In the Black Fantastic – We Make Money Not Art
In the Black Fantastic, by writer, broadcaster and curator Ekow Eshun. With essays by scholars Kameelah L. Martin and Michelle D. Commander. Published by MIT Press.
What physical form might Black utopia take? What are the legacies of Afrofuturism? Who are the TRAUMAnauts? Are there seducing and compelling alternatives to Western visions of progress? How can fantasy, myth and fiction address racism and injustice? Or even give new perspectives on ecology and gender identity?
In the Black Fantastic is a collection of works by artists from the African diaspora whose imagination revisits dominant portrayals of the past, reclaims narratives about the future and engages with the inequities of today’s society. The fantastical element shouldn’t be confused with escapism. The strange and eccentric Black Fantastic deploys myth and spiritual practices to make emerge new visions of Black possibility. It’s about summoning different cultural traditions to confront the racialised every day and expand the visual spectrum of Black experiences.
Kristin-Lee Moolman, from Baloji series, 2018
Wole Lagunju, Belle of the Hearth, 2014
Kordas Jatafa Henry, Earth Mother, Sky Father (trailer), 2019
In the Black Fantastic is a brilliant book. Because of the colour illustrations of exciting art and because of the quality of the essays. In Black Feminist Voodoo Aesthetics, Feminism and the Arts, Kameelah L. Martin explores the cultural importance of Black women’s speculative interventions, transmission of Ancestral memory and knowledge. Michelle D. Commander’s essay In Populated Air: Flying Africans, Technology & the Future encapsulates the soul of the book by bringing together folklore of the African diaspora and a sharp questioning of Western modernity that suggests the need for what Amiri Baraka calls “spiritually-oriented Black technologies”.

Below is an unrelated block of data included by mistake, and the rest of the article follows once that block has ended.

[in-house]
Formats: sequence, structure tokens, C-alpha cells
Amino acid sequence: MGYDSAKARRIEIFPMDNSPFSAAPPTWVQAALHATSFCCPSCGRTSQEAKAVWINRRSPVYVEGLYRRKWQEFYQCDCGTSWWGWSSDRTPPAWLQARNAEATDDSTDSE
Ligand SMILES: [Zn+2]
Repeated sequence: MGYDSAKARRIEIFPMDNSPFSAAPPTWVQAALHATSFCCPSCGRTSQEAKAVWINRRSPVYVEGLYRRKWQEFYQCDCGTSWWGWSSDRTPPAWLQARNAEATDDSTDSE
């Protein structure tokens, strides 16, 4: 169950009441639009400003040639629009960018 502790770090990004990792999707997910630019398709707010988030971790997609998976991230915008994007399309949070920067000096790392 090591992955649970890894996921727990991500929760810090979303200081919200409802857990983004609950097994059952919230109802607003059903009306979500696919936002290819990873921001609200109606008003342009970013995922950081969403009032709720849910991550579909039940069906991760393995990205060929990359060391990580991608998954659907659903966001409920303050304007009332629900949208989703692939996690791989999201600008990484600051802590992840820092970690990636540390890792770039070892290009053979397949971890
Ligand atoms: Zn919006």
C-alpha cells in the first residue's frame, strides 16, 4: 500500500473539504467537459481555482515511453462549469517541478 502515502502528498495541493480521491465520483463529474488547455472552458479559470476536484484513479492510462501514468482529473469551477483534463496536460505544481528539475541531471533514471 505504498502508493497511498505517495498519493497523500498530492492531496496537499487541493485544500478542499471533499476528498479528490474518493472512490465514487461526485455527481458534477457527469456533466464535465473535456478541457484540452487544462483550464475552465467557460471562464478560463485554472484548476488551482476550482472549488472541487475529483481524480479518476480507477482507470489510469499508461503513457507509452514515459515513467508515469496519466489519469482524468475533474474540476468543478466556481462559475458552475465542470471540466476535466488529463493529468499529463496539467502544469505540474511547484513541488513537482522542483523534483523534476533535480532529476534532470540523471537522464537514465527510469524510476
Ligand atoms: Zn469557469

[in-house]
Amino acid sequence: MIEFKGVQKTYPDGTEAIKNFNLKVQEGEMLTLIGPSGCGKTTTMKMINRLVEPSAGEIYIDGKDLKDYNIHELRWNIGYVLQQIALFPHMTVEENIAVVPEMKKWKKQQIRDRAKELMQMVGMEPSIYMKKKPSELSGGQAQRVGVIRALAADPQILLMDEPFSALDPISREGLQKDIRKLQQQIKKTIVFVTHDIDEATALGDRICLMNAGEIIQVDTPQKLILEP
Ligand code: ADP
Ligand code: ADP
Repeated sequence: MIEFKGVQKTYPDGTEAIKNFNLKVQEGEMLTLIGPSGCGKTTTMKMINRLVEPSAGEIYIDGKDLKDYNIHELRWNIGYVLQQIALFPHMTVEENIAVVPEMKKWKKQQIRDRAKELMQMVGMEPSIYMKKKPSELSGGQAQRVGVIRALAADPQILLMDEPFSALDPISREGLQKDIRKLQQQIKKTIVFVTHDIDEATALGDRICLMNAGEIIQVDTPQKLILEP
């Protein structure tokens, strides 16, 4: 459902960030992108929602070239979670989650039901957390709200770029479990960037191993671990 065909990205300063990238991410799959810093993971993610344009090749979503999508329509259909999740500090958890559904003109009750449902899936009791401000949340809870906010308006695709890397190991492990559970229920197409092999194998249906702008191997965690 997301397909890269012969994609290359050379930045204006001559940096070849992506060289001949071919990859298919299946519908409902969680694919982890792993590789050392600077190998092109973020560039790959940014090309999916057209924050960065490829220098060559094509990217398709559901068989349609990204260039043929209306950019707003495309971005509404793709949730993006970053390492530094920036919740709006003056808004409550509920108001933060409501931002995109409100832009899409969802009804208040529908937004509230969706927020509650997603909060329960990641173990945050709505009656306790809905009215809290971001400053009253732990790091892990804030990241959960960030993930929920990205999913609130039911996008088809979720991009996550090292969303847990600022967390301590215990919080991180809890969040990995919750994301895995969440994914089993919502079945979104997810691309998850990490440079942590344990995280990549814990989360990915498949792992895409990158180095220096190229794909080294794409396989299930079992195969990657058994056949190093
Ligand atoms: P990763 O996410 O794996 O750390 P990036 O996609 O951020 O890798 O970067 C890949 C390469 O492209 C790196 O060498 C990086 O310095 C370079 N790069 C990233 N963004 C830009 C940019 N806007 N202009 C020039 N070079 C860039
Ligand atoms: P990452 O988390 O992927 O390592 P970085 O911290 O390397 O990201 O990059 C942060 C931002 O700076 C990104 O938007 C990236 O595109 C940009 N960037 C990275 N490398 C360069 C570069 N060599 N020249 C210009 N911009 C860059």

I was also particularly moved by a text in which Ekow Eshun explains how journeys across sea and space -a familiar element of the Black speculative imaginary- not only grapple with a world that treats Black people as alien and Other but is also often used as a metaphor to help revisit the “founding trauma” or the Middle Passage.
Here’s a fraction of the amazing artworks I discovered (and sometimes rediscovered) in the book:
David Uzochukwu, Wildfire, 2015
Mickalene Thomas, Untitled #3 (from Orlando series), 2019
Nuotama Bodomo, Afronauts, 2014
Get Out, dir. Jordan Peele (still), 2017
Us, dir. Jordan Peele (trailer), 2019
Jean-Claude Moschetti, Ouri #4, 2010
Allison Janae Hamilton, Three girls in cabal palm forest II, 2019
Cristina de Middel, Okowako (from This Is What Hatred Did series), 2014
Curtis Essel, Allumuah (trailer), 2020
Larry Achiampong, Relic I (still), 2017
Marc Asekhame and Daniel Obasi, from “Chaos and creation in ages pre-lockdown”, The Face, May 2020
Gordon Parks, Invisible Man Retreat, Harlem, New York, 1952
Mohau Modisakeng, Passage, 2017
Robert Pruitt, I Need a Vacation from this Vacation, 2015
Athi-Patra Ruga, Night of the Long Knives, 2013
Alisha B.Wormsley, There are Black People in the Future, 2017
Fabrice Monteiro, Untitled #3 (from The Missing Link series), 2014
Wilfred Ukpong, BC1-ND-FC: Strongly, We Believe In the Power of this Motile Thing That Will Take Us There #1. From the series: Blazing Century 1: Niger-Delta/Future-Cosmos (from Blazing Century 1), 2017
Hew Locke, Ambassador 1, 2021. Photo: Anna Arca
Lina Iris Viktor, Eleventh, 2018
Here Locke, Albion (from How Do You Want Me? series), 2007
Nick Cave, Soundsuit, 2014
P.S: The artwork on the cover of In the Black Fantastic is Juliana Huxtable, Lil’ Marvel, 2015.
P.S. 2: The publication accompanies an exhibition at the Hayward Gallery.
Previously: Africa State of Mind. Contemporary Photography Reimagines a Continent, UFA – University of African Futures, Kinshasa. Always on the move.